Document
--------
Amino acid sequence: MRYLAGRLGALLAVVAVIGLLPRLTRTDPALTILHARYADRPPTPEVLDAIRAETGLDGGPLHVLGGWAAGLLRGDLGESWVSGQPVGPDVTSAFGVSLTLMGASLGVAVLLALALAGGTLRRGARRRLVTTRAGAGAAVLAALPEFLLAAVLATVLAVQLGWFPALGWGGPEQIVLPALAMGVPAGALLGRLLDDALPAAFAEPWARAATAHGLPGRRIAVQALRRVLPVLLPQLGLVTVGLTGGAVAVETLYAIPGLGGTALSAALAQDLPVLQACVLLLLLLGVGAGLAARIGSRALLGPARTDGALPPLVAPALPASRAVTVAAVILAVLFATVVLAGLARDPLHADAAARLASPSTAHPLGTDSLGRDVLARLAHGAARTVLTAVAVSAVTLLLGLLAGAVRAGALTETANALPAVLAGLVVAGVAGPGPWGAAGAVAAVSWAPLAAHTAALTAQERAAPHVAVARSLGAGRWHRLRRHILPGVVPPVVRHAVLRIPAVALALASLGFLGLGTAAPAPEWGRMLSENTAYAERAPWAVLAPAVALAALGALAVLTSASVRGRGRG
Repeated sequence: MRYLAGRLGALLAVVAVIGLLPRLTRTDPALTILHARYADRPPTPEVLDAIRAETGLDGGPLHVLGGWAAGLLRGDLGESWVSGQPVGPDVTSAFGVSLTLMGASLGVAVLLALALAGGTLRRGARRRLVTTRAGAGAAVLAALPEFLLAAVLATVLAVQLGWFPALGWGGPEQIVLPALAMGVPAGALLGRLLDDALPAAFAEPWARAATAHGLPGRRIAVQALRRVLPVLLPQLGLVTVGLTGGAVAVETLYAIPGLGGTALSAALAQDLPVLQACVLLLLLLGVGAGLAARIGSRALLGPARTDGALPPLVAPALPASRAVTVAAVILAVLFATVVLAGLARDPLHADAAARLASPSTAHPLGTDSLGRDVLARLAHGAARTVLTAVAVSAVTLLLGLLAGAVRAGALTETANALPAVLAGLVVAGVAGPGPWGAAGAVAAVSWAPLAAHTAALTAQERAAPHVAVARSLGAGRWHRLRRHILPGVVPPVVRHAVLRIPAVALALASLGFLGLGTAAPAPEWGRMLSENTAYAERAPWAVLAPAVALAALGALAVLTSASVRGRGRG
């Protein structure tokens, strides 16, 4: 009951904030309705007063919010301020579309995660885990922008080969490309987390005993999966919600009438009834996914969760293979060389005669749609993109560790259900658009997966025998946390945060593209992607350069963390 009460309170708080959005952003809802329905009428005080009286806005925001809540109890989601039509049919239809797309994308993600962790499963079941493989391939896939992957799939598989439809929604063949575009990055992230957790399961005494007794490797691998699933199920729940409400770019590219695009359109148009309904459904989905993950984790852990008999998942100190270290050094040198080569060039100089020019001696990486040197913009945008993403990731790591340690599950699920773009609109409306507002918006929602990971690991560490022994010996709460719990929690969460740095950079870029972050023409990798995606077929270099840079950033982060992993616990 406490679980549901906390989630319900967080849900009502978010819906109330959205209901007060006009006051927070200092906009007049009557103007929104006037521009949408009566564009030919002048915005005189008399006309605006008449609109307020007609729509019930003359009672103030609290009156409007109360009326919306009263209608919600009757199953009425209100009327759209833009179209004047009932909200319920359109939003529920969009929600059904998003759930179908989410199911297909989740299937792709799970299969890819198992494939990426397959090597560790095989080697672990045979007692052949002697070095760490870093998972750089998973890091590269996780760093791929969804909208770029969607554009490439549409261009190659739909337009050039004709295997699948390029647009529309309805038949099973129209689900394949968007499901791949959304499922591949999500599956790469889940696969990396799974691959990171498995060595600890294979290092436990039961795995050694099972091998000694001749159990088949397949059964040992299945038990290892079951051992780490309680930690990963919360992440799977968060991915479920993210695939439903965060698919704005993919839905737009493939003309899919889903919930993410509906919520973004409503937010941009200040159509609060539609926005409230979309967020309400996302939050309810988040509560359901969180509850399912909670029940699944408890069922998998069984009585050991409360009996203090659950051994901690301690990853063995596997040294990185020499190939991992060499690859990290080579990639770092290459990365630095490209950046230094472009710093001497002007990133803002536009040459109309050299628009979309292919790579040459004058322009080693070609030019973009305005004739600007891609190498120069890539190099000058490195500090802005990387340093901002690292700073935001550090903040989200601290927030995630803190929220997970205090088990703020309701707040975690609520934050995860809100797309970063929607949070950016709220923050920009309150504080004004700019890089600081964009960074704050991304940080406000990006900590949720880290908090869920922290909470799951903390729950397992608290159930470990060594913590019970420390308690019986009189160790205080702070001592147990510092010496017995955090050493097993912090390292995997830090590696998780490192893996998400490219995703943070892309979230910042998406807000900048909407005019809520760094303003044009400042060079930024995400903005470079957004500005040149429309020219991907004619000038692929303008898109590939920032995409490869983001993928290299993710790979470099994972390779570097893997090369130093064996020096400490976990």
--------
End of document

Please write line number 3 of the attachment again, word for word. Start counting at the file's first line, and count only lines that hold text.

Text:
């Protein structure tokens, strides 16, 4: 009951904030309705007063919010301020579309995660885990922008080969490309987390005993999966919600009438009834996914969760293979060389005669749609993109560790259900658009997966025998946390945060593209992607350069963390 009460309170708080959005952003809802329905009428005080009286806005925001809540109890989601039509049919239809797309994308993600962790499963079941493989391939896939992957799939598989439809929604063949575009990055992230957790399961005494007794490797691998699933199920729940409400770019590219695009359109148009309904459904989905993950984790852990008999998942100190270290050094040198080569060039100089020019001696990486040197913009945008993403990731790591340690599950699920773009609109409306507002918006929602990971690991560490022994010996709460719990929690969460740095950079870029972050023409990798995606077929270099840079950033982060992993616990 406490679980549901906390989630319900967080849900009502978010819906109330959205209901007060006009006051927070200092906009007049009557103007929104006037521009949408009566564009030919002048915005005189008399006309605006008449609109307020007609729509019930003359009672103030609290009156409007109360009326919306009263209608919600009757199953009425209100009327759209833009179209004047009932909200319920359109939003529920969009929600059904998003759930179908989410199911297909989740299937792709799970299969890819198992494939990426397959090597560790095989080697672990045979007692052949002697070095760490870093998972750089998973890091590269996780760093791929969804909208770029969607554009490439549409261009190659739909337009050039004709295997699948390029647009529309309805038949099973129209689900394949968007499901791949959304499922591949999500599956790469889940696969990396799974691959990171498995060595600890294979290092436990039961795995050694099972091998000694001749159990088949397949059964040992299945038990290892079951051992780490309680930690990963919360992440799977968060991915479920993210695939439903965060698919704005993919839905737009493939003309899919889903919930993410509906919520973004409503937010941009200040159509609060539609926005409230979309967020309400996302939050309810988040509560359901969180509850399912909670029940699944408890069922998998069984009585050991409360009996203090659950051994901690301690990853063995596997040294990185020499190939991992060499690859990290080579990639770092290459990365630095490209950046230094472009710093001497002007990133803002536009040459109309050299628009979309292919790579040459004058322009080693070609030019973009305005004739600007891609190498120069890539190099000058490195500090802005990387340093901002690292700073935001550090903040989200601290927030995630803190929220997970205090088990703020309701707040975690609520934050995860809100797309970063929607949070950016709220923050920009309150504080004004700019890089600081964009960074704050991304940080406000990006900590949720880290908090869920922290909470799951903390729950397992608290159930470990060594913590019970420390308690019986009189160790205080702070001592147990510092010496017995955090050493097993912090390292995997830090590696998780490192893996998400490219995703943070892309979230910042998406807000900048909407005019809520760094303003044009400042060079930024995400903005470079957004500005040149429309020219991907004619000038692929303008898109590939920032995409490869983001993928290299993710790979470099994972390779570097893997090369130093064996020096400490976990």